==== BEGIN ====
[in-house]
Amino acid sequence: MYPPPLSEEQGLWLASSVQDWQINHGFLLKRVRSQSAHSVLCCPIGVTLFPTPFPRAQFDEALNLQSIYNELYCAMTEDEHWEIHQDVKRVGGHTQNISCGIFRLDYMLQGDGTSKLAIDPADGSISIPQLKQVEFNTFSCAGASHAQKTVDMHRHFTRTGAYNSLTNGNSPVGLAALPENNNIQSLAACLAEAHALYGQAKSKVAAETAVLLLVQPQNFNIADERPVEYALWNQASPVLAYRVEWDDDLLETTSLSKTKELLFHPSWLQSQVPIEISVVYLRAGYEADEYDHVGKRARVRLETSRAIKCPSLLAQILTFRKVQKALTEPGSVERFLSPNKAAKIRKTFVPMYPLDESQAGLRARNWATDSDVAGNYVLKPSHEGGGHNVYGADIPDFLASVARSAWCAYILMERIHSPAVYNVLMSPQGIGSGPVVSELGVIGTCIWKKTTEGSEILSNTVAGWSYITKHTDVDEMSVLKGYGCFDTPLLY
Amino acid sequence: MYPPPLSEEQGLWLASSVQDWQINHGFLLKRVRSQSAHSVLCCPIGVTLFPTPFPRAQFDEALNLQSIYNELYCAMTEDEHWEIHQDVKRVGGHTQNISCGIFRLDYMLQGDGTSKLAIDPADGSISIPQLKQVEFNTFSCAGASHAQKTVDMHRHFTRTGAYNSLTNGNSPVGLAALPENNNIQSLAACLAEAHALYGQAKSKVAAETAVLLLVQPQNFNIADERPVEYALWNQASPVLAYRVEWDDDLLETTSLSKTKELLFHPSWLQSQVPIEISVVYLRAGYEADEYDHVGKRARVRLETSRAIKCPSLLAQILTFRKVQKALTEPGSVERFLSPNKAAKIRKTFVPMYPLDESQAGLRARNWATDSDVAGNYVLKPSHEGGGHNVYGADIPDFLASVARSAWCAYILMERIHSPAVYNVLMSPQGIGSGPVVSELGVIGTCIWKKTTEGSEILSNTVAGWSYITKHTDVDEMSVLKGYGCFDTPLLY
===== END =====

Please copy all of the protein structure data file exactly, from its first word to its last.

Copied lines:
[in-house]
Amino acid sequence: MYPPPLSEEQGLWLASSVQDWQINHGFLLKRVRSQSAHSVLCCPIGVTLFPTPFPRAQFDEALNLQSIYNELYCAMTEDEHWEIHQDVKRVGGHTQNISCGIFRLDYMLQGDGTSKLAIDPADGSISIPQLKQVEFNTFSCAGASHAQKTVDMHRHFTRTGAYNSLTNGNSPVGLAALPENNNIQSLAACLAEAHALYGQAKSKVAAETAVLLLVQPQNFNIADERPVEYALWNQASPVLAYRVEWDDDLLETTSLSKTKELLFHPSWLQSQVPIEISVVYLRAGYEADEYDHVGKRARVRLETSRAIKCPSLLAQILTFRKVQKALTEPGSVERFLSPNKAAKIRKTFVPMYPLDESQAGLRARNWATDSDVAGNYVLKPSHEGGGHNVYGADIPDFLASVARSAWCAYILMERIHSPAVYNVLMSPQGIGSGPVVSELGVIGTCIWKKTTEGSEILSNTVAGWSYITKHTDVDEMSVLKGYGCFDTPLLY
Amino acid sequence: MYPPPLSEEQGLWLASSVQDWQINHGFLLKRVRSQSAHSVLCCPIGVTLFPTPFPRAQFDEALNLQSIYNELYCAMTEDEHWEIHQDVKRVGGHTQNISCGIFRLDYMLQGDGTSKLAIDPADGSISIPQLKQVEFNTFSCAGASHAQKTVDMHRHFTRTGAYNSLTNGNSPVGLAALPENNNIQSLAACLAEAHALYGQAKSKVAAETAVLLLVQPQNFNIADERPVEYALWNQASPVLAYRVEWDDDLLETTSLSKTKELLFHPSWLQSQVPIEISVVYLRAGYEADEYDHVGKRARVRLETSRAIKCPSLLAQILTFRKVQKALTEPGSVERFLSPNKAAKIRKTFVPMYPLDESQAGLRARNWATDSDVAGNYVLKPSHEGGGHNVYGADIPDFLASVARSAWCAYILMERIHSPAVYNVLMSPQGIGSGPVVSELGVIGTCIWKKTTEGSEILSNTVAGWSYITKHTDVDEMSVLKGYGCFDTPLLY